History books are filled with photos of people we know primarily from their life stories or own writings. To picture them in real life, we must rely on sparse or grainy black-and-white photos and our own imaginations.

Now, thanks to some tech geeks with a dream, we can get a bit closer to seeing what iconic historical figures looked like in real life.

Most of us know Frederick Douglass as the famous abolitionist—a formerly enslaved Black American who wrote extensively about his experiences—but we may not know that he was also the most photographed American in the 19th century. In fact, we have more portraits of Frederick Douglass than we do of Abraham Lincoln.

This plethora of photos was on purpose. Douglass felt that photographs—as opposed to caricatures that were so often drawn of Black people—captured "the essential humanity of its subjects" and might help change how white people saw Black people.

In other words, he used photos to humanize himself and other Black people in white people's eyes.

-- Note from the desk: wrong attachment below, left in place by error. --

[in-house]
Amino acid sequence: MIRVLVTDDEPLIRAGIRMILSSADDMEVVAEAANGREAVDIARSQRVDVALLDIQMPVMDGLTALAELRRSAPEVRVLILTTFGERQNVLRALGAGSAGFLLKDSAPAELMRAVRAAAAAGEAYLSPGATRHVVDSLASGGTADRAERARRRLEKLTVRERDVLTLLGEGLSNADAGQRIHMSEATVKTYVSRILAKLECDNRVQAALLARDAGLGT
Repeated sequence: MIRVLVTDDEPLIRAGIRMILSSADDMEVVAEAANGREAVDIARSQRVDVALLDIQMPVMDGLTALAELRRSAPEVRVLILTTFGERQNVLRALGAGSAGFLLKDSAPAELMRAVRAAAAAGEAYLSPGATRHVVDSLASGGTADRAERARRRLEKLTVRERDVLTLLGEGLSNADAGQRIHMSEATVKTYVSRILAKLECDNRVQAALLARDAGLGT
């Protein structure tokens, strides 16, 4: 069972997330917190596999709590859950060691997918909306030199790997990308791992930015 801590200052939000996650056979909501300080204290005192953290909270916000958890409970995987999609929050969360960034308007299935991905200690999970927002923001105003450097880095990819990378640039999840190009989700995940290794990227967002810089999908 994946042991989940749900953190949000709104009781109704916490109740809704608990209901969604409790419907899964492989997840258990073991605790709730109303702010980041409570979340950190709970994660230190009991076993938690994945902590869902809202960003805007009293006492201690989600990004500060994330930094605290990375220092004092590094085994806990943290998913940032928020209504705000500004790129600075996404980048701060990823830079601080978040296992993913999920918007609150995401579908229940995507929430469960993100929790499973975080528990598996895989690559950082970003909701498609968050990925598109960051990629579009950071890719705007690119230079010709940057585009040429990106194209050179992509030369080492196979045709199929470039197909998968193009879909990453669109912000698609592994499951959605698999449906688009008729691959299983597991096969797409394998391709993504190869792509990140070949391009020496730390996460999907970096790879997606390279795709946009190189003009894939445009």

Imagine what he'd think of the animating technology utilized on myheritage.com that allows us to see what he might have looked like in motion. La Marr Jurelle Bruce, a Black Studies professor at the University of Maryland, shared videos he created using photos of Douglass and the My Heritage Deep Nostalgia technology on Twitter.

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Courtesy of Creative Commons
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One day in 2019, Jackson felt a sudden sense of hope for a better living arrangement when she caught wind of the ongoing construction of Veteran's Village in Carson, California — a 51-unit affordable housing development with one, two and three-bedroom apartments and supportive services to residents through a partnership with U.S.VETS.

Her feelings of hope quickly blossomed into a vision for her future when she learned that Veteran's Village was taking applications for residents to move in later that year after construction was complete.

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via Saturday Night Live / YouTube

Through 46 seasons, "Saturday Night Live" has had its ups and downs. There were the golden years of '75 to '80 and, of course, the early '90s when everyone in the cast seemed to eventually become a superstar.

Then there were the disastrous '81 and '85 seasons where the show completely lost its identity and was on the brink of cancellation.